But sometimes, we are so used to putting our game faces on for work –- or for a party or a gig or the grocery store or wherever else you feel you can’t or shouldn’t be vulnerable –- that we lose sight of our original dreams, goals, and personalities. It’s easy for Shopgirl Barbie to blend with the real you until you don’t know who’s who.
And you can’t follow your dreams when you no longer know what they are.
Whenever I lose sight of myself, I think about who I was when I was a little girl. That may sound silly, because we are constantly evolving, but the basic structure of Stephanie Shar never changed.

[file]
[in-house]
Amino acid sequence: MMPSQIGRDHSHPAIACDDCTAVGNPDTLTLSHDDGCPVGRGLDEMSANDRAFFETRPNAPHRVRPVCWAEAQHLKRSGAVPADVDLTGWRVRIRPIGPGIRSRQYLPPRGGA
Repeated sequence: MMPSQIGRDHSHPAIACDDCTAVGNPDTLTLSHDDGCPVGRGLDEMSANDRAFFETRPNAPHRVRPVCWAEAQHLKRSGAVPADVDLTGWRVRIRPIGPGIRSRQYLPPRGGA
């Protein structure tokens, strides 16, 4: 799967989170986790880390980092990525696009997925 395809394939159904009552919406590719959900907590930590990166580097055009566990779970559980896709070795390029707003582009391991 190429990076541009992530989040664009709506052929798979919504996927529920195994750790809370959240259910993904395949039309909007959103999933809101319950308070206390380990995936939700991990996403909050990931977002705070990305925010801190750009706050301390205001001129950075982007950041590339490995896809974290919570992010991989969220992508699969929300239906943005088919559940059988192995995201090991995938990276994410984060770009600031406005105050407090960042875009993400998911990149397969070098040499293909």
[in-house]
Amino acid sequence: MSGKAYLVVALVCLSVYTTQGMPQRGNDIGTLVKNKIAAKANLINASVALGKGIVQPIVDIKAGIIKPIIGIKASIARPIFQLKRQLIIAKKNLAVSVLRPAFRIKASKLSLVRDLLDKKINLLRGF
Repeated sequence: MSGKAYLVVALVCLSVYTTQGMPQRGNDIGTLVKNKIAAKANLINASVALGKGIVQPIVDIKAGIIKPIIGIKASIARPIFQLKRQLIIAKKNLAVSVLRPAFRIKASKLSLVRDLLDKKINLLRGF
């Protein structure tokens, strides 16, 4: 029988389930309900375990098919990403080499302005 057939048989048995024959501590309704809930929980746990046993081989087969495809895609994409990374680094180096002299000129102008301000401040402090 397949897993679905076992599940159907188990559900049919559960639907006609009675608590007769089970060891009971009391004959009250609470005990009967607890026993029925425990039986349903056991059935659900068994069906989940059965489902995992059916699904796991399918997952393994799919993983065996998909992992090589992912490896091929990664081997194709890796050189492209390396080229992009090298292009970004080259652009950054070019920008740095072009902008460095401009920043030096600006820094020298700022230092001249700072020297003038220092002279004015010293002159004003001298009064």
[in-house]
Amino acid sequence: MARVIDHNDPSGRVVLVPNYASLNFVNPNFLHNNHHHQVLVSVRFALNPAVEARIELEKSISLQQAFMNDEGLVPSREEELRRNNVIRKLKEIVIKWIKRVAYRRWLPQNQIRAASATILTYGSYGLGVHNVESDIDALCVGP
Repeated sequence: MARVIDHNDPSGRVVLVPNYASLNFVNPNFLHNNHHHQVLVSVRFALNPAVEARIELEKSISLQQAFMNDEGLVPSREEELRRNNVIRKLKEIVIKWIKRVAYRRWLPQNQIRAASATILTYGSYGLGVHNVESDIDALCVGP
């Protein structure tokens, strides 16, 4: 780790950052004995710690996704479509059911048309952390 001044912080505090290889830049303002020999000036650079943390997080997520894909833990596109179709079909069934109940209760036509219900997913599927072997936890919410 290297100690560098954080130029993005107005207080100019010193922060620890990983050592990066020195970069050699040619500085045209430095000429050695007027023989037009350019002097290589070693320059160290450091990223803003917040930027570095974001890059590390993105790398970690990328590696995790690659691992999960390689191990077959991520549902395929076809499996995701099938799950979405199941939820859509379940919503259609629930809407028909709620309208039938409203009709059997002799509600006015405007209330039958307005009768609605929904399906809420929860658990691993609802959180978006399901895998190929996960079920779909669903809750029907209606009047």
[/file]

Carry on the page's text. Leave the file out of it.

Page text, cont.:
For example, when I was seven, I liked purple. I liked Disney. I liked wearing cute outfits, and I liked taking pictures. I wrote in a journal, I wrote stories, and I wanted to be a world-famous author one day. Twenty years later, these things haven’t changed.
What about you? What did you like? What did you want? Why aren’t you doing those things now? If you can’t remember your kid self, flip through old diaries or photos. Pull out your VHS player and pop in a home video. What do you see?
If it’s difficult to remember those days (maybe you suffered a traumatic childhood, and for that I’m sorry) think about what you like to do in your quiet moments alone. Do you read, draw, paint, sing, play video games? What is it that makes you most happy, and what’s stopping you from turning that into your career? If you’re not being paid to live your dreams, that’s a big problem, and it’s all too common in today’s corporate-focused world.